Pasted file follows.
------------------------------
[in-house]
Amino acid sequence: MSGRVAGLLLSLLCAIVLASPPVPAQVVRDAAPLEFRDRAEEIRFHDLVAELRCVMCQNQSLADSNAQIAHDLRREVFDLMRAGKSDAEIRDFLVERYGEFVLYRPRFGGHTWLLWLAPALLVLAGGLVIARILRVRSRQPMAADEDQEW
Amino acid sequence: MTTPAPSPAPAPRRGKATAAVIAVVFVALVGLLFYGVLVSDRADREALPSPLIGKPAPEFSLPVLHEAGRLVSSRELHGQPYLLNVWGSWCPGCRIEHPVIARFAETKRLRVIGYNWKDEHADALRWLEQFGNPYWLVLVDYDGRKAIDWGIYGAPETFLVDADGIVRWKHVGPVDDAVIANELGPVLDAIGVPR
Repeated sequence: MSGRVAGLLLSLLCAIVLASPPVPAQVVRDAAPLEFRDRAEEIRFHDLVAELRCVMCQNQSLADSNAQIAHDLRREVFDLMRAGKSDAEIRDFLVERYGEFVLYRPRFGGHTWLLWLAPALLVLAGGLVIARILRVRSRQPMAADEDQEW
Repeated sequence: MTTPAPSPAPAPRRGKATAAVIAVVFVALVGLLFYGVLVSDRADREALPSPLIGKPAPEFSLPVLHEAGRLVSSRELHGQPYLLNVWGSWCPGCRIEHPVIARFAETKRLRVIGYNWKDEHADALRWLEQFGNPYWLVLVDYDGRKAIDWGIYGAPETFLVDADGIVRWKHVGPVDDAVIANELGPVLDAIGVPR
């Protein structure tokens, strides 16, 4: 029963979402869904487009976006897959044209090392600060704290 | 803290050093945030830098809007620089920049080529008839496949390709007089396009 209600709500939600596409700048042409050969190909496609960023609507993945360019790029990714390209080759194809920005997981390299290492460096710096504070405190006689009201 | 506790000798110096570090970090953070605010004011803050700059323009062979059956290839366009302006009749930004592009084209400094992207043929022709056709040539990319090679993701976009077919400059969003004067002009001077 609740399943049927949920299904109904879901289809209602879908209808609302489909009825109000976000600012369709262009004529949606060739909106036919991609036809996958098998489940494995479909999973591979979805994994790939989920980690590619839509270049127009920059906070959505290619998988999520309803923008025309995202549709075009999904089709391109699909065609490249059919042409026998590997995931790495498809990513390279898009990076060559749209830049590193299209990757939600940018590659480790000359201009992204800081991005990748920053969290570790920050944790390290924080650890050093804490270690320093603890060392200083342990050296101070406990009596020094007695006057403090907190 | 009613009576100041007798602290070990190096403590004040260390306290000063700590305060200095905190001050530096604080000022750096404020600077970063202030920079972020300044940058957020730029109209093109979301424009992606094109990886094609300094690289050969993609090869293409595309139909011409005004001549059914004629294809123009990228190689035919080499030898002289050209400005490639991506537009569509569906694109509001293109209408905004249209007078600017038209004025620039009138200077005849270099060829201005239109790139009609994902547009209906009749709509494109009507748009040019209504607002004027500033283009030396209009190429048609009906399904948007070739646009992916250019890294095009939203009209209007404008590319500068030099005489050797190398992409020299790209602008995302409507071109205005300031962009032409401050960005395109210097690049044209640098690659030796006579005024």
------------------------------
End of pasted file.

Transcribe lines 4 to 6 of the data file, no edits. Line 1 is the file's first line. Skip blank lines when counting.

Repeated sequence: MSGRVAGLLLSLLCAIVLASPPVPAQVVRDAAPLEFRDRAEEIRFHDLVAELRCVMCQNQSLADSNAQIAHDLRREVFDLMRAGKSDAEIRDFLVERYGEFVLYRPRFGGHTWLLWLAPALLVLAGGLVIARILRVRSRQPMAADEDQEW
Repeated sequence: MTTPAPSPAPAPRRGKATAAVIAVVFVALVGLLFYGVLVSDRADREALPSPLIGKPAPEFSLPVLHEAGRLVSSRELHGQPYLLNVWGSWCPGCRIEHPVIARFAETKRLRVIGYNWKDEHADALRWLEQFGNPYWLVLVDYDGRKAIDWGIYGAPETFLVDADGIVRWKHVGPVDDAVIANELGPVLDAIGVPR
């Protein structure tokens, strides 16, 4: 029963979402869904487009976006897959044209090392600060704290 | 803290050093945030830098809007620089920049080529008839496949390709007089396009 209600709500939600596409700048042409050969190909496609960023609507993945360019790029990714390209080759194809920005997981390299290492460096710096504070405190006689009201 | 506790000798110096570090970090953070605010004011803050700059323009062979059956290839366009302006009749930004592009084209400094992207043929022709056709040539990319090679993701976009077919400059969003004067002009001077 609740399943049927949920299904109904879901289809209602879908209808609302489909009825109000976000600012369709262009004529949606060739909106036919991609036809996958098998489940494995479909999973591979979805994994790939989920980690590619839509270049127009920059906070959505290619998988999520309803923008025309995202549709075009999904089709391109699909065609490249059919042409026998590997995931790495498809990513390279898009990076060559749209830049590193299209990757939600940018590659480790000359201009992204800081991005990748920053969290570790920050944790390290924080650890050093804490270690320093603890060392200083342990050296101070406990009596020094007695006057403090907190 | 009613009576100041007798602290070990190096403590004040260390306290000063700590305060200095905190001050530096604080000022750096404020600077970063202030920079972020300044940058957020730029109209093109979301424009992606094109990886094609300094690289050969993609090869293409595309139909011409005004001549059914004629294809123009990228190689035919080499030898002289050209400005490639991506537009569509569906694109509001293109209408905004249209007078600017038209004025620039009138200077005849270099060829201005239109790139009609994902547009209906009749709509494109009507748009040019209504607002004027500033283009030396209009190429048609009906399904948007070739646009992916250019890294095009939203009209209007404008590319500068030099005489050797190398992409020299790209602008995302409507071109205005300031962009032409401050960005395109210097690049044209640098690659030796006579005024």